As a lonely billionaire hospital owner who recently finds out he has cancer, Edward Cole (Nicholson) is frustrated when he is placed in the same room as cancer patient Carter Chambers (Freeman), a family-man who has spent his entire life providing for his children and wife by working as a mechanic.

You would think in his own hospital Edward could get a private room, but with a stringent “two beds to a room, no exceptions” policy preached by himself before he becomes sick, his personal assistant Thomas (Sean Hayes of “Will and Grace” fame) thinks it would be PR suicide if he was not following his own rules. Thus, he is stuck with a roommate.

Although their personality clash from the onset, Edward and Carter begin a friendship between card games, chemotherapy, and Carter’s history lessons, which Edward seems to get used to after a while.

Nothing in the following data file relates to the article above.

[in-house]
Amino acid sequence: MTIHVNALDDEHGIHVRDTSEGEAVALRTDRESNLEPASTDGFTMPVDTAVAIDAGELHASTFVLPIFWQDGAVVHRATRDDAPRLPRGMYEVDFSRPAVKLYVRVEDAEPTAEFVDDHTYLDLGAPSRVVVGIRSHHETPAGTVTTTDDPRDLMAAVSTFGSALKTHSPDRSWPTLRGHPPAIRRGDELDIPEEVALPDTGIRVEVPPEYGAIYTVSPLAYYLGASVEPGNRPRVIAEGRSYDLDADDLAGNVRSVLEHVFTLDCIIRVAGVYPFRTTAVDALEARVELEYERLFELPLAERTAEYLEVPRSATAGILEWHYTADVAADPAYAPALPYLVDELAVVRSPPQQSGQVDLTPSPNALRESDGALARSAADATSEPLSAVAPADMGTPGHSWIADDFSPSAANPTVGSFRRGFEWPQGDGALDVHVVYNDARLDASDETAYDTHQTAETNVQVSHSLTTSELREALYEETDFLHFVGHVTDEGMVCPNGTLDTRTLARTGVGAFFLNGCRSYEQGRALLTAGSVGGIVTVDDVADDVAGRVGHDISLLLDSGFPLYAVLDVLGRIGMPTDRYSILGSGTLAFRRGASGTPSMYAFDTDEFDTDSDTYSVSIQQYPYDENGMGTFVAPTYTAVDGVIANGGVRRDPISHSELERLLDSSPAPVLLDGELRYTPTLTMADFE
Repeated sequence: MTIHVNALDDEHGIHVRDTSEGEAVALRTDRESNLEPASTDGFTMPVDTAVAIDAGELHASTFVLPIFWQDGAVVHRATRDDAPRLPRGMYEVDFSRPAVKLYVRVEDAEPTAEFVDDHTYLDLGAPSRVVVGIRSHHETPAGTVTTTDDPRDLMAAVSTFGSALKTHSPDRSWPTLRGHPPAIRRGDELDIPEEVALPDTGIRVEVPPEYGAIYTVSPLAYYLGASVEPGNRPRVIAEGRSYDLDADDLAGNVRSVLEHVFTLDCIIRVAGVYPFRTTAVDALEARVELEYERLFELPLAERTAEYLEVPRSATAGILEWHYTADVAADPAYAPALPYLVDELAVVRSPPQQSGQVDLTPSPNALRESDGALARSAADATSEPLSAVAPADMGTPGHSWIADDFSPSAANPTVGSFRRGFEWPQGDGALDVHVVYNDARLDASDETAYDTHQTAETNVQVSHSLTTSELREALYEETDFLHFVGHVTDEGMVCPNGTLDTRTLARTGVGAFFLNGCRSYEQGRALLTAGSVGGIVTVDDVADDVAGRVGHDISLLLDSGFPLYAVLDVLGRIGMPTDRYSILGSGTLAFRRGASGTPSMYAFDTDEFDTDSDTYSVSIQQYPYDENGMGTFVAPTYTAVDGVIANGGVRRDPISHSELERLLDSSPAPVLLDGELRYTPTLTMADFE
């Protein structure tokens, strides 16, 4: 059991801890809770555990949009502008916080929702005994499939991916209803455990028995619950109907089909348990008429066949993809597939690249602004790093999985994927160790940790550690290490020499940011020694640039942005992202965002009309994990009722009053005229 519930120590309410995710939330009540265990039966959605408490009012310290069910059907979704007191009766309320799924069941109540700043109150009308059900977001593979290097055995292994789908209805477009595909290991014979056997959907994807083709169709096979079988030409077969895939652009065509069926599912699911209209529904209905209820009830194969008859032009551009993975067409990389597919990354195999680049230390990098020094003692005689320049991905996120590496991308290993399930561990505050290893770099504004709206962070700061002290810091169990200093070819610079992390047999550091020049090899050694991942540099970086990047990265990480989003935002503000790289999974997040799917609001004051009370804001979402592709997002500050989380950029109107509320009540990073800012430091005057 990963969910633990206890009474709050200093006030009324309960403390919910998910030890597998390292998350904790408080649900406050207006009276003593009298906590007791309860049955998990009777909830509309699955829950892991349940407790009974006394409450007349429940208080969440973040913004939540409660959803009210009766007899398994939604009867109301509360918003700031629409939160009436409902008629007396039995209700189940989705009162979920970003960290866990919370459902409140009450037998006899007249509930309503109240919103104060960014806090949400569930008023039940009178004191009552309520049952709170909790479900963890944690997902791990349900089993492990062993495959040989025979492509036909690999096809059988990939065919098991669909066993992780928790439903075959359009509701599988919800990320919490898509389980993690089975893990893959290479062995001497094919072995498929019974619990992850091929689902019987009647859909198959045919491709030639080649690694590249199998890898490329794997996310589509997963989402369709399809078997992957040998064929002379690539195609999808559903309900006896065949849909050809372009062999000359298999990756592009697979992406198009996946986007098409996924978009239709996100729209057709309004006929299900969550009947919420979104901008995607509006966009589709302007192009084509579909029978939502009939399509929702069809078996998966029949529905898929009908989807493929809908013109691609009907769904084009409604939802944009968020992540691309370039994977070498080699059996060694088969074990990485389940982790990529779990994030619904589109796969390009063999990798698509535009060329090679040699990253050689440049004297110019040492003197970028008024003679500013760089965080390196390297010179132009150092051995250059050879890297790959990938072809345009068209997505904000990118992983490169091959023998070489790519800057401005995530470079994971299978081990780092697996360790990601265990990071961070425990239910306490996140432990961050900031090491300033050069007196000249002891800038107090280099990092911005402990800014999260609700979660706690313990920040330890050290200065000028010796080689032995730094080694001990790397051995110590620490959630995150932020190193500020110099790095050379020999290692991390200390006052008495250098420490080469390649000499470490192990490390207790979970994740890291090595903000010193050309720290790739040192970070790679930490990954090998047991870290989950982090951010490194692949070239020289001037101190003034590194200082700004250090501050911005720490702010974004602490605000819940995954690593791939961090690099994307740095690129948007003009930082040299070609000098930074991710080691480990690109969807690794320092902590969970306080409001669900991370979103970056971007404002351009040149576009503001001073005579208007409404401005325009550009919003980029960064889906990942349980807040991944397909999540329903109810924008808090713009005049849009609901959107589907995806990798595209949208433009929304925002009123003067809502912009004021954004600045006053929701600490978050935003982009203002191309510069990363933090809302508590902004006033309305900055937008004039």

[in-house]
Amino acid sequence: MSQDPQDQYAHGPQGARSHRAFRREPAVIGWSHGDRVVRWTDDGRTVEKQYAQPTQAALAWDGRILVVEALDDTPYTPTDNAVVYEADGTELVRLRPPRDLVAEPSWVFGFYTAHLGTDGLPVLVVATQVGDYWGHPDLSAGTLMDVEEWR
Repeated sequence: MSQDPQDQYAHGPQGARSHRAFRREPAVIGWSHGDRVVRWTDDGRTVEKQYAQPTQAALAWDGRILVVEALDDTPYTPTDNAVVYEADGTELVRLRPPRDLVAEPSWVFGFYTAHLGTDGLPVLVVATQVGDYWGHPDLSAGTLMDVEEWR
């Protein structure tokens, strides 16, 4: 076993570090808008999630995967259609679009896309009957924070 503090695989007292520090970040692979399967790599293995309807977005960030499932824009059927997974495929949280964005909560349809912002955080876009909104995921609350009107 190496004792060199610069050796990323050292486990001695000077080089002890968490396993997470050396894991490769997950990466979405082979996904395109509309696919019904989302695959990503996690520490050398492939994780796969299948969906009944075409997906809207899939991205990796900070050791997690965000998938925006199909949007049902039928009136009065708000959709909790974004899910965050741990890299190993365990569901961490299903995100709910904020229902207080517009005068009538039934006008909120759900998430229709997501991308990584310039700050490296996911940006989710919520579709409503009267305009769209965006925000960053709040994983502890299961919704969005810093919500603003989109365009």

When both find out they only have a year or less to live, their bond becomes stronger and the two decide they are not going to spend their final months in a hospital bed waiting to die. Instead, they create what Edward refers to as a “bucket list,” a list of things they want to do before they “kick the bucket.”

Soon, we’re on a road trip with Edward and Carter through the countries of France, Egypt and India looking at majestic backdrops and pushing their physical limits to the extreme. Also on their list are skydiving, getting a tattoo, and driving a racecar. As the two cherish their final moments, Carter suggests Edward make amends with his estranged daughter. All the while, Carter’s wife Virginia (Beverly Todd) worries about her husband, who has never done anything spontaneous like this in his life.